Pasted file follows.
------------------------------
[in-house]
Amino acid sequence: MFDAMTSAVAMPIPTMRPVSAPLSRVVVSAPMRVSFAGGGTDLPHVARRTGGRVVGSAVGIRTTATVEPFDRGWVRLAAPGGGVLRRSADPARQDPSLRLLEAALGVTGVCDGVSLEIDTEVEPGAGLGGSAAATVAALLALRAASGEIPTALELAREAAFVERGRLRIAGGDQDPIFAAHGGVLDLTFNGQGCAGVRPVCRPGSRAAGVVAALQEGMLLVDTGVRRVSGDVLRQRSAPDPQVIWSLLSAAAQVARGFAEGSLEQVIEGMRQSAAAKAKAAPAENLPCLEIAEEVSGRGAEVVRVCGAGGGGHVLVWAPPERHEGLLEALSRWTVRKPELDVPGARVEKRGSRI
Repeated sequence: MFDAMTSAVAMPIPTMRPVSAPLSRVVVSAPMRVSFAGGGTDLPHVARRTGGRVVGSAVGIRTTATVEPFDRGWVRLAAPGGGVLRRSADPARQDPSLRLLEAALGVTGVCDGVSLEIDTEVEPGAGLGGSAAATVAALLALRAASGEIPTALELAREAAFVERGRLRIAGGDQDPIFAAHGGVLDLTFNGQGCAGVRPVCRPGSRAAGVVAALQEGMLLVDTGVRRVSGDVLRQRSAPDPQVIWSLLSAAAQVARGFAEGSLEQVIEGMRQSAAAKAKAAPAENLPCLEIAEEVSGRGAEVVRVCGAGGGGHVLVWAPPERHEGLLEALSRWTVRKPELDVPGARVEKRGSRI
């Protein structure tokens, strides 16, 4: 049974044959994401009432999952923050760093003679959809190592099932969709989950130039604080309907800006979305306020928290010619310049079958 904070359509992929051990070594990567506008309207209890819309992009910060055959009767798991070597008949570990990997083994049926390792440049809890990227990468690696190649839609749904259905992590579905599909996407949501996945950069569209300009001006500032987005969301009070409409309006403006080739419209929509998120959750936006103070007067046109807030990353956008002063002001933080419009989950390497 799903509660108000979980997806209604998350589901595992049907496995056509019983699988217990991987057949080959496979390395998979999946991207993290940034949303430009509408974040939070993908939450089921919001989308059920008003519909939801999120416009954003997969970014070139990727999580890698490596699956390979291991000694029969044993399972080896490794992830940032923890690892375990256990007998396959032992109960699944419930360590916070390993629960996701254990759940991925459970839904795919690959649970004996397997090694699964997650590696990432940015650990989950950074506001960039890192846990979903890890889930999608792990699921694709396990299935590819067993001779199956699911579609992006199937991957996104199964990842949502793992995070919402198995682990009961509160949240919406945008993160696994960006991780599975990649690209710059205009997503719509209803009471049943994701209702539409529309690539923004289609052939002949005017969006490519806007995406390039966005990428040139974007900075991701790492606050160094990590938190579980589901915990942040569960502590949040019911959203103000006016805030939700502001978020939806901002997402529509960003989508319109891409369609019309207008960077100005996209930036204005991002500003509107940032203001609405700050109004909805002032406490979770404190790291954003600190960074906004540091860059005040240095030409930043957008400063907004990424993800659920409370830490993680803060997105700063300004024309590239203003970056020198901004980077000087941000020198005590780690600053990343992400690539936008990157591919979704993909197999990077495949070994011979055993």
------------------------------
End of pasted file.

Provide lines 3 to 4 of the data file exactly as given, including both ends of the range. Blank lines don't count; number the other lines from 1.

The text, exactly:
Repeated sequence: MFDAMTSAVAMPIPTMRPVSAPLSRVVVSAPMRVSFAGGGTDLPHVARRTGGRVVGSAVGIRTTATVEPFDRGWVRLAAPGGGVLRRSADPARQDPSLRLLEAALGVTGVCDGVSLEIDTEVEPGAGLGGSAAATVAALLALRAASGEIPTALELAREAAFVERGRLRIAGGDQDPIFAAHGGVLDLTFNGQGCAGVRPVCRPGSRAAGVVAALQEGMLLVDTGVRRVSGDVLRQRSAPDPQVIWSLLSAAAQVARGFAEGSLEQVIEGMRQSAAAKAKAAPAENLPCLEIAEEVSGRGAEVVRVCGAGGGGHVLVWAPPERHEGLLEALSRWTVRKPELDVPGARVEKRGSRI
């Protein structure tokens, strides 16, 4: 049974044959994401009432999952923050760093003679959809190592099932969709989950130039604080309907800006979305306020928290010619310049079958 904070359509992929051990070594990567506008309207209890819309992009910060055959009767798991070597008949570990990997083994049926390792440049809890990227990468690696190649839609749904259905992590579905599909996407949501996945950069569209300009001006500032987005969301009070409409309006403006080739419209929509998120959750936006103070007067046109807030990353956008002063002001933080419009989950390497 799903509660108000979980997806209604998350589901595992049907496995056509019983699988217990991987057949080959496979390395998979999946991207993290940034949303430009509408974040939070993908939450089921919001989308059920008003519909939801999120416009954003997969970014070139990727999580890698490596699956390979291991000694029969044993399972080896490794992830940032923890690892375990256990007998396959032992109960699944419930360590916070390993629960996701254990759940991925459970839904795919690959649970004996397997090694699964997650590696990432940015650990989950950074506001960039890192846990979903890890889930999608792990699921694709396990299935590819067993001779199956699911579609992006199937991957996104199964990842949502793992995070919402198995682990009961509160949240919406945008993160696994960006991780599975990649690209710059205009997503719509209803009471049943994701209702539409529309690539923004289609052939002949005017969006490519806007995406390039966005990428040139974007900075991701790492606050160094990590938190579980589901915990942040569960502590949040019911959203103000006016805030939700502001978020939806901002997402529509960003989508319109891409369609019309207008960077100005996209930036204005991002500003509107940032203001609405700050109004909805002032406490979770404190790291954003600190960074906004540091860059005040240095030409930043957008400063907004990424993800659920409370830490993680803060997105700063300004024309590239203003970056020198901004980077000087941000020198005590780690600053990343992400690539936008990157591919979704993909197999990077495949070994011979055993």